But the battle over pinot and alcohol rumbles on. Ironically, at just the moment Parker is quitting the scene, the same intolerance that he exhibited towards the Mondavi and Edmunds wines seems to have infected the other side. One writer recently lashed out at "prune-colored California pinots that taste like over-oaked top-heavy syrahs" and labeled them a "wine crime." Another declared that pinot's "reckless era of fame" was coming to an end; there'd be no more "de-Pinoting of pinot" as "pinot masquerading as zinfandel is properly kicked to the curb." A Central Coast winemaker described the grapes used to make higher-alcohol pinots as "raisined garbage." Judging by the rhetoric, you'd think these wines were being used to euthanize the elderly and poison children.
While it's fine to trash wines you don't like—I do it all the time, often with pleasure—I don't see what purpose is being served by these attempts to delegitimize a particular style. Aren't diversity and choice good things? California pinot is still very much in the trial-and-error stage. There are no right answers, just preferences, and there is no reason why Burgundy-inspired pinots can't exist alongside more zaftig renderings. Moreover, the alcohol issue is not as clear-cut as all this Sturm und Drang would suggest. Critics of higher-alcohol wines tend to frame the issue as a question of balance, the implication being that wines above a certain threshold are inherently out of whack. But balance is a wholly subjective—one might even say amorphous—concept; alcohol is merely one component that contributes to a sense of harmony or lack thereof; and some wines can deceive you. Setting arbitrary cut-off points, as some sommeliers and at least one retailer have done, strikes me as an especially bad idea.
This last point was convincingly demonstrated at an event in March called the World of Pinot Noir. The weekend-long gathering included a panel discussion on the subject of alcohol and balance. Participants included winemaker Adam Lee of Siduri Wines, which produces pinots in California and Oregon, and Rajat Parr, a San Francisco sommelier who has a policy of not serving pinots that are above 14 percent alcohol at one of his restaurants. Unbeknownst to the other panelists, Lee had switched the labels on the two wines that he served. One had 13.6 percent alcohol, the other 15.2 percent. You probably know where this is going: Parr, a formidable taster, liked one of the wines so much he asked Lee to buy some, and it turned out the wine he liked was the 15.2 percent. Parr was gracious about the ruse, and I think Lee's stunt underscored the perils of litmus tests when it comes to the alcohol issue.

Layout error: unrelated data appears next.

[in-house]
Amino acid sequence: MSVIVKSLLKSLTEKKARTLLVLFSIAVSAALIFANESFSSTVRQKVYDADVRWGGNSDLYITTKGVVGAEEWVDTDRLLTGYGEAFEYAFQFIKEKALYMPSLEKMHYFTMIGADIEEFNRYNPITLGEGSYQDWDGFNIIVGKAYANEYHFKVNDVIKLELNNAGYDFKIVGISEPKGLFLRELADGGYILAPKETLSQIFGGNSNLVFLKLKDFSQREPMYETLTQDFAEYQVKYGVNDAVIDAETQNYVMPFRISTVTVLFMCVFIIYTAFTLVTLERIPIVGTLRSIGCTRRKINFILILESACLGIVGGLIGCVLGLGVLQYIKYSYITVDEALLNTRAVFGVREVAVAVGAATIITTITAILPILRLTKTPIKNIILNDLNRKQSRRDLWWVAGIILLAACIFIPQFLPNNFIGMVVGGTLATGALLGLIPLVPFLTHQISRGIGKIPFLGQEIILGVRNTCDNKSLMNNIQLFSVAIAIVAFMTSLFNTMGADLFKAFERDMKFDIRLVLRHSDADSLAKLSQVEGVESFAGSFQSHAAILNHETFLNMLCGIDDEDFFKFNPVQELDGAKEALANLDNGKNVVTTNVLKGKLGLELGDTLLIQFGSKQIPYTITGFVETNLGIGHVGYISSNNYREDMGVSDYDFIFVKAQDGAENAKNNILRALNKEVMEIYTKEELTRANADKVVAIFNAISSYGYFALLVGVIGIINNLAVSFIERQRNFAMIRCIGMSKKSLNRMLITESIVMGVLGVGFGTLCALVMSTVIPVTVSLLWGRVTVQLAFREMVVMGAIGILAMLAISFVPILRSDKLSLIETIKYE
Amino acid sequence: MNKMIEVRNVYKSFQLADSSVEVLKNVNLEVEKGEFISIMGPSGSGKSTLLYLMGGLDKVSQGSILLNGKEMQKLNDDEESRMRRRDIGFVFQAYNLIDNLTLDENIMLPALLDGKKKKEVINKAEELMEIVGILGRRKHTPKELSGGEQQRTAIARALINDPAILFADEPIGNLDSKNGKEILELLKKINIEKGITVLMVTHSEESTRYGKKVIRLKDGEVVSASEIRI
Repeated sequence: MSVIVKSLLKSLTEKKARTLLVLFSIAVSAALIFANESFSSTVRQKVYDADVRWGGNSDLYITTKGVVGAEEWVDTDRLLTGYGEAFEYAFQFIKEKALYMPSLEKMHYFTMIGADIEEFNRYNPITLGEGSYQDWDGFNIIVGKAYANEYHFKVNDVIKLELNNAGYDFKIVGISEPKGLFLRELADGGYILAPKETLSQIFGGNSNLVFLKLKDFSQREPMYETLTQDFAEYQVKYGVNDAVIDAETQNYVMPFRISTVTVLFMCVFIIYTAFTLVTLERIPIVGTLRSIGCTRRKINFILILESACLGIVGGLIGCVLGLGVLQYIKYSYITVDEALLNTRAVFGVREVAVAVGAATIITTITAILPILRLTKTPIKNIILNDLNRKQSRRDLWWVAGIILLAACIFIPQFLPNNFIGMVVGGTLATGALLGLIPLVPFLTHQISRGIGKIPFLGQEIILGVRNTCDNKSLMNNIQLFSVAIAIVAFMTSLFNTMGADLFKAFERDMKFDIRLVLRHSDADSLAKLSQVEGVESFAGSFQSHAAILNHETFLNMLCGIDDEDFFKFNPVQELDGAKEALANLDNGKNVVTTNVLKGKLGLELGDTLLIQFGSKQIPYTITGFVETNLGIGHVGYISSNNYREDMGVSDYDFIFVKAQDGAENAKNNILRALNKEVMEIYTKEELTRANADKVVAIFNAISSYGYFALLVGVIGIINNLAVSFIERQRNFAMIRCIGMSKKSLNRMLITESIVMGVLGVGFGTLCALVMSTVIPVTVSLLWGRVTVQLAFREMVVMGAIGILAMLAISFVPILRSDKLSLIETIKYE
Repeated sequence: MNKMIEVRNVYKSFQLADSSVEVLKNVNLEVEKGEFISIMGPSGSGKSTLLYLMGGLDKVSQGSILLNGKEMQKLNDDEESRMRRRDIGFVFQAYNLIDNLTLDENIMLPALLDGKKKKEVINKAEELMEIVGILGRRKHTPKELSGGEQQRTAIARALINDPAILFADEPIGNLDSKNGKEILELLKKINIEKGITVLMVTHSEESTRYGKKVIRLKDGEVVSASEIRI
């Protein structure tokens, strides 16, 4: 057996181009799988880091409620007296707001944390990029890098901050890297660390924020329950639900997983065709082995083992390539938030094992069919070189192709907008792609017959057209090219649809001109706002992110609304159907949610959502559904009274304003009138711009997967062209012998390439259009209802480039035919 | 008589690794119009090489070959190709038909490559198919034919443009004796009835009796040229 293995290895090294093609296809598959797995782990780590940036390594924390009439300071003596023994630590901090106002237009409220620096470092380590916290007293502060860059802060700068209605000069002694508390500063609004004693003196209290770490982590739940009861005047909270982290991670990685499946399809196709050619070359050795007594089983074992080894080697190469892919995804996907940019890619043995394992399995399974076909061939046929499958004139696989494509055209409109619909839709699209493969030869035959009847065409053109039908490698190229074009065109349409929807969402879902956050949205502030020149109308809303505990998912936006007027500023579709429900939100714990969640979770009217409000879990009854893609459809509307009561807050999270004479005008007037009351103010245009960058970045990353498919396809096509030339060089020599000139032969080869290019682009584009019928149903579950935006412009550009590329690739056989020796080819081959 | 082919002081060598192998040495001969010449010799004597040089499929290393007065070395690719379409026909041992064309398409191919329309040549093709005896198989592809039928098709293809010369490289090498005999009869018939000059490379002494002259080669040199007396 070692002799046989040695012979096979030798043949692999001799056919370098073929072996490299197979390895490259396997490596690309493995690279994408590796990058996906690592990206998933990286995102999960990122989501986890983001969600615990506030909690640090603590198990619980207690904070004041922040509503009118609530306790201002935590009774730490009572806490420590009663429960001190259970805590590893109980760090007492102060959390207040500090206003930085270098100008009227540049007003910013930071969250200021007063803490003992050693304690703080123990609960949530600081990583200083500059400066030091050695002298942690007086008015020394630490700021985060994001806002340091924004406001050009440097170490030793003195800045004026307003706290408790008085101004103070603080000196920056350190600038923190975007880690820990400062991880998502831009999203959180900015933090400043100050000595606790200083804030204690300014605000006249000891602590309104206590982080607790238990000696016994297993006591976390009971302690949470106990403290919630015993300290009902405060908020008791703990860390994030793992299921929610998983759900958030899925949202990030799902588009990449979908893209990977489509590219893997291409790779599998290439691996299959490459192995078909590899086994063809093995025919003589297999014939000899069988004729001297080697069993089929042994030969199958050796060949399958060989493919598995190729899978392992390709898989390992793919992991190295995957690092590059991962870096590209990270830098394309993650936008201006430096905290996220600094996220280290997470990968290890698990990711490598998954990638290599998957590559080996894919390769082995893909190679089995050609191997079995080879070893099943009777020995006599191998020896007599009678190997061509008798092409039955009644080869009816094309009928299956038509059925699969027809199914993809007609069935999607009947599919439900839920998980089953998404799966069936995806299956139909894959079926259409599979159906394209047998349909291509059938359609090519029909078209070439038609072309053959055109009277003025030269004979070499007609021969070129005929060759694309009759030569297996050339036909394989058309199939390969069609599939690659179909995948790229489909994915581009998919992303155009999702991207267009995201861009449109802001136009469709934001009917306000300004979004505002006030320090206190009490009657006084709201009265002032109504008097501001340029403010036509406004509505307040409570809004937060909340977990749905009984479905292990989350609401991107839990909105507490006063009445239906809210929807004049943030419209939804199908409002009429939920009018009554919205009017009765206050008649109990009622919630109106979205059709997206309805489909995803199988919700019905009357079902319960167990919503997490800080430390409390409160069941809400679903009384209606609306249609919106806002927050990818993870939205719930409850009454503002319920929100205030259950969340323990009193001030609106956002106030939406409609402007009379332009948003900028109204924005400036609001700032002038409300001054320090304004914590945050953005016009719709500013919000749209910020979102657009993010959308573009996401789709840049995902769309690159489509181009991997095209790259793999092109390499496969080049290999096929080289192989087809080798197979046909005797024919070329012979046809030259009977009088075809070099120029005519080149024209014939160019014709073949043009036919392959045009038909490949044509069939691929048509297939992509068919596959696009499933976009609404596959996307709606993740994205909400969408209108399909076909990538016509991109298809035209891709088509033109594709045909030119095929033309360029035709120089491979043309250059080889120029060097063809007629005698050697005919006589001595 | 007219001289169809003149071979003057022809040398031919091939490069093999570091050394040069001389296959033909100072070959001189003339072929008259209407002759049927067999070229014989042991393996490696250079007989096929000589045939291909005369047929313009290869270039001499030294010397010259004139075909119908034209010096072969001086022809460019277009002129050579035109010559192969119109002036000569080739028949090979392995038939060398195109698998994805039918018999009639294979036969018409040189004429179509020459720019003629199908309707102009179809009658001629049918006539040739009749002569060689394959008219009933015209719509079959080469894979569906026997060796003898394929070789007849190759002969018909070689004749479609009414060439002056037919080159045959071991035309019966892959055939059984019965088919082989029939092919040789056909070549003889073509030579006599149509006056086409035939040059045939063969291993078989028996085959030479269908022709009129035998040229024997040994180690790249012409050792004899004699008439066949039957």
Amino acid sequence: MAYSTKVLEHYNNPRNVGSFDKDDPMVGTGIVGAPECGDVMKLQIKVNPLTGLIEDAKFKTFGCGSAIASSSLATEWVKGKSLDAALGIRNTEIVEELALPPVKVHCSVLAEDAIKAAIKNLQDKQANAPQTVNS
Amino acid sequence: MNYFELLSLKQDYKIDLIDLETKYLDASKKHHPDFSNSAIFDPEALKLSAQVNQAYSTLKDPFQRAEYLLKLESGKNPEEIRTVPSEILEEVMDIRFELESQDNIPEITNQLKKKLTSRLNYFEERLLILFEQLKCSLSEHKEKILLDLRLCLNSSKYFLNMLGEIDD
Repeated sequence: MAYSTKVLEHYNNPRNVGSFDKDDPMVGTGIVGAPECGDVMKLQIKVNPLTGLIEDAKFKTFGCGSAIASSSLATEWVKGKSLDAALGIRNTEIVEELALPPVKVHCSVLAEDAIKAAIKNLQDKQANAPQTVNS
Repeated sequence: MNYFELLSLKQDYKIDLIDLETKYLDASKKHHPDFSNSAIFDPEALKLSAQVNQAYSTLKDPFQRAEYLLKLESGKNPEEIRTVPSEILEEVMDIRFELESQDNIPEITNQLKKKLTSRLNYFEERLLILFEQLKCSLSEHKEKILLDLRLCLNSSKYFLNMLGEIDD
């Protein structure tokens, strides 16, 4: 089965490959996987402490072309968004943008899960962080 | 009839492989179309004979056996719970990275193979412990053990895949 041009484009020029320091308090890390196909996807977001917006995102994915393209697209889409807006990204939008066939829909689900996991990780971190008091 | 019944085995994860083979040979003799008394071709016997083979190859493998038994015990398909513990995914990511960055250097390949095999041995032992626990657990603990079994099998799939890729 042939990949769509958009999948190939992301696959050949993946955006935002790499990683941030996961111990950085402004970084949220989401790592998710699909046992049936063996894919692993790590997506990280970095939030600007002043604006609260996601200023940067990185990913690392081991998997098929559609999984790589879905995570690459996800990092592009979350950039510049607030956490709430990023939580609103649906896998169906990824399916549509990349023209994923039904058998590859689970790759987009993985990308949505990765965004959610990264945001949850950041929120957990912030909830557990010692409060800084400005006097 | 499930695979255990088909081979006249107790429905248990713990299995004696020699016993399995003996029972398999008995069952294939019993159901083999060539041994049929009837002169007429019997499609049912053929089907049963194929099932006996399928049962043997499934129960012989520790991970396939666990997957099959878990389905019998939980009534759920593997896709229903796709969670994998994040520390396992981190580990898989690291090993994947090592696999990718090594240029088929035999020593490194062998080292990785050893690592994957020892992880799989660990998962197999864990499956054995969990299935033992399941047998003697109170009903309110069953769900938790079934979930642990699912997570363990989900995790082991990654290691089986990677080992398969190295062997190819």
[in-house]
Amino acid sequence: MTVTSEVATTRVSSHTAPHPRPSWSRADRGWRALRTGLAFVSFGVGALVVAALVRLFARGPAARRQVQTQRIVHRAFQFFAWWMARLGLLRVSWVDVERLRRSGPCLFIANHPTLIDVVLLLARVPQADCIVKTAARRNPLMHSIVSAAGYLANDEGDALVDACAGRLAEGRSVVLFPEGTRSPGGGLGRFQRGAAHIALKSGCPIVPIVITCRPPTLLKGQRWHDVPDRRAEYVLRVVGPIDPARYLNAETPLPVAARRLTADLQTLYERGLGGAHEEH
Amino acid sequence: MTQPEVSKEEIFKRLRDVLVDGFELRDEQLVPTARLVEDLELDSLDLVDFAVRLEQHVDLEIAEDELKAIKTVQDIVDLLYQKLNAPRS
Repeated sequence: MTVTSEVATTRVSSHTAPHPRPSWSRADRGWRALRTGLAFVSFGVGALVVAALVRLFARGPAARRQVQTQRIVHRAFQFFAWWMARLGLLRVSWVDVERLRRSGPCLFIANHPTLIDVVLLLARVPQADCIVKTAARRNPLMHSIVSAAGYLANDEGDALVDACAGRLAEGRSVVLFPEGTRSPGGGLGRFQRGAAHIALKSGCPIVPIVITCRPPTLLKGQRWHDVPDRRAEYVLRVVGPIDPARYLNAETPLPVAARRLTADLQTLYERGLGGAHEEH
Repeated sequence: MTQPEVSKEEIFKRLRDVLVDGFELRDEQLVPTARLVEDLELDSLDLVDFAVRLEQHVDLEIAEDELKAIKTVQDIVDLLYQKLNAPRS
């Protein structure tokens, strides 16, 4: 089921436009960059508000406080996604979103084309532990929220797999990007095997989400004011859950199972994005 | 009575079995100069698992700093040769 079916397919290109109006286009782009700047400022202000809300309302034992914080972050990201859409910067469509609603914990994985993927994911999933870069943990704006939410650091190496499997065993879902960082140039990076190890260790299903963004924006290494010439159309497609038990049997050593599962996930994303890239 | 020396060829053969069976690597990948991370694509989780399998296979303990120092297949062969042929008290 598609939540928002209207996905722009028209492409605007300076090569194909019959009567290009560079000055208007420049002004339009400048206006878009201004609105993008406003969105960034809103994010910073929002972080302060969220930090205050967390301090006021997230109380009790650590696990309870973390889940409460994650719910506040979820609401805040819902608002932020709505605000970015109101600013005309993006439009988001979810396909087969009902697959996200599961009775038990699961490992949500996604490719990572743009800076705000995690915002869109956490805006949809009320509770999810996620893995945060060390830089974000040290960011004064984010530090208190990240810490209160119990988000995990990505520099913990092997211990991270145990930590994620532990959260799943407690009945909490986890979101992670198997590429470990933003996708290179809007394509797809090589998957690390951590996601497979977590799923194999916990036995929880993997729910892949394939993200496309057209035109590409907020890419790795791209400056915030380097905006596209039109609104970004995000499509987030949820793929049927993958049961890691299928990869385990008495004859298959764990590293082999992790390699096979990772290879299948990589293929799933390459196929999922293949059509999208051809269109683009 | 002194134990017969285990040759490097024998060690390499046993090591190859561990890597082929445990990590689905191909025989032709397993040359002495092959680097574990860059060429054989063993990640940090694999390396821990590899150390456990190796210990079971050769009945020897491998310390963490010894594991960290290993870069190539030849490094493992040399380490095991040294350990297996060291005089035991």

There's another thing to consider: A lot of people enjoy buxom wines, a fact that has largely been ignored in all the frothing over alcohol levels. One of the gripes about full-throttle wines is that they can be difficult to pair with food, which is true: The flip side of all that alcohol is that the wines are low in palate-cleansing acidity. But for many wine enthusiasts, this apparently isn't a problem: A recent survey found that most of the wine consumed in the United States is not drunk with meals. Instead, wine is mainly used as a cocktail beverage. The result seemed to shock some alcohol agonizers. But I think it reinforces the point: Diversity is good. We've just come through a period in which winemakers were under enormous pressure to conform to a certain aesthetic. With Parker no longer on the California beat, there's now a chance for a variety of styles to flourish. Let a thousand pinots bloom, I say.
What kind of pinot drinker are you? Here's one way to find out. Go to your local wine store and buy two pinots with significantly different alcohol levels—say, 13 percent and 14.5 percent. Next, find someone who can open and pour the wines and serve them to you blind. Taste the two wines, pick a favorite and then ask your designated pourer to reveal which was which. Although I'm a paid-up member of the anti-flavor wine elite, I recently put my palate to the test with two California pinots. One was from the aforementioned Adam Lee; I tried his 2009 Siduri Santa Lucia Highlands Pinot Noir ($26), which clocked in at 14.5 percent exactly. The other was the 2008 Au Bon Climat Santa Barbara County Pinot Noir ($21), which was 13.5 percent. If I show you my results will you show me yours? I'll post mine in the comments section, and I'd love to hear what you find.